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Braving the Weatherback to top 

An untimely fire combined with the collision of a cold front and some warm southern air united to create air travel mayhem along the east coast of North America on Friday. As some relatively typical summer weather organized itself into lines of thunderstorms the building that houses the equipment that helps the FAA cope with these eventualities caught fire. About 1,600 people at the William J. Hughes Technical Center at Atlantic City Airport were evacuated when the fire started around noon. The equipment most affected by the fire institutes ground holds at airports across the country when weather is limiting access to airports in other parts of the country. FAA staff did their best the old-fashioned way, with telephone calls to airlines and other forms of notification, but JetBlue COO Rob Maruster took to Twitter to tweet the bad news to his followers. "It will not be a pretty evening," he said. More...

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From the "Things You Don't See Every Day" Fileback to top 

A team at the University of Maryland is currently undergoing flight tests of their improved Gamera II human-powered helicopter targeting a challenge established in 1980 by the American Helicopter Society. The team's goal is 60 seconds of sustained flight achieving (if only momentarily) an altitude of 10 feet. They've already achieved 35 seconds. The Gamera project is a study in extreme engineering -- if any single component is not about to break, it's too heavy. Working toward that goal, a new "micro-truss" structural design has slashed the weight of Gamera II by 39 percent, compared to its predecessor, Gamera I. The new design is about 105 feet from tip to tip and weighs in at about 75 pounds without its 135-pound powerplant/pilot. AVweb spoke with team advisor Dr. Inderjit Chopra about the project, who offered more details. Click here to listen. More...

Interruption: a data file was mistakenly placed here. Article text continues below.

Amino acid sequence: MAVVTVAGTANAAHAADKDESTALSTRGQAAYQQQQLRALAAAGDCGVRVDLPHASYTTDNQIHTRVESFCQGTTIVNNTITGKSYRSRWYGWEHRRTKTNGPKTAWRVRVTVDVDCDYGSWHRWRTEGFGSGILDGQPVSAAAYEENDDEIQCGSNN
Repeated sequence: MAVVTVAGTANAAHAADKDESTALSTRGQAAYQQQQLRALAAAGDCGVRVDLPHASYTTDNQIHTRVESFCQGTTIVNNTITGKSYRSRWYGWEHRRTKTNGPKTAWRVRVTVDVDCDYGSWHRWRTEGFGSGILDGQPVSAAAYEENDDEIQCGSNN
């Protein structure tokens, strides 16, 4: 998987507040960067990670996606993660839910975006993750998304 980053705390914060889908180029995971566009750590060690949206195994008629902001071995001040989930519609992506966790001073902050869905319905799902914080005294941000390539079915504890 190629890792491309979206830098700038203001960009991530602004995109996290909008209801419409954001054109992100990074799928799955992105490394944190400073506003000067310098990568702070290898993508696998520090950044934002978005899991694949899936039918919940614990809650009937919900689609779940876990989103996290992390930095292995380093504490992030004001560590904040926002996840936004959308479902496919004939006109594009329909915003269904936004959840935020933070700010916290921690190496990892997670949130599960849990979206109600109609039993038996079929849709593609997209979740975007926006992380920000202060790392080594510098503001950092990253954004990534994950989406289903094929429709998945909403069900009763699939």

To a pilot just about any airplane is "art" but an Anchorage artist is expressing that feeling in a, uh, pivotal way. Paolo Pivi's How I Roll is a 1977 Piper Seneca mounted between steel posts from the wingtips in the Doris C. Freedman Plaza just off Fifth Avenue in New York's Central Park. The aircraft rotates slowly on its motorized mounts and will be tumbling there until Aug. 26. The work, according to NYC-Arts, is an example of her "recontextualization of familiar subjects, objects and places." It's sponsored by New York's Public Art Fund. The Seneca is no scrap yard relic. It looks like it could fly off its stand and, according to the FAA registry, it appears it could. More...

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Dramatic Landing Videoback to top 

An All Nippon Airways Boeing 767-300 carrying 193 passengers was damaged during a hard landing at Tokyo Narita airport, Wednesday, June 20, 2012. The ANA jet touched down on Runway 16R. Airport weather reports show winds at 230 and 16 knots gusting to 29 at that time, suggesting a potential crosswind component of more than 27 knots. However that may have affected the pilots and aircraft, security camera footage shows the airliner came down first on the right main, then on the nosewheel alone, before porpoising into a second impact that appears to impart visible flex on the airliner's forward fuselage. No injuries were reported, but an early post-flight inspection clearly showed buckling and creases in the fuselage skin forward of the wing root. Japan's transportation safety board is investigating. Click the image at right for video. More...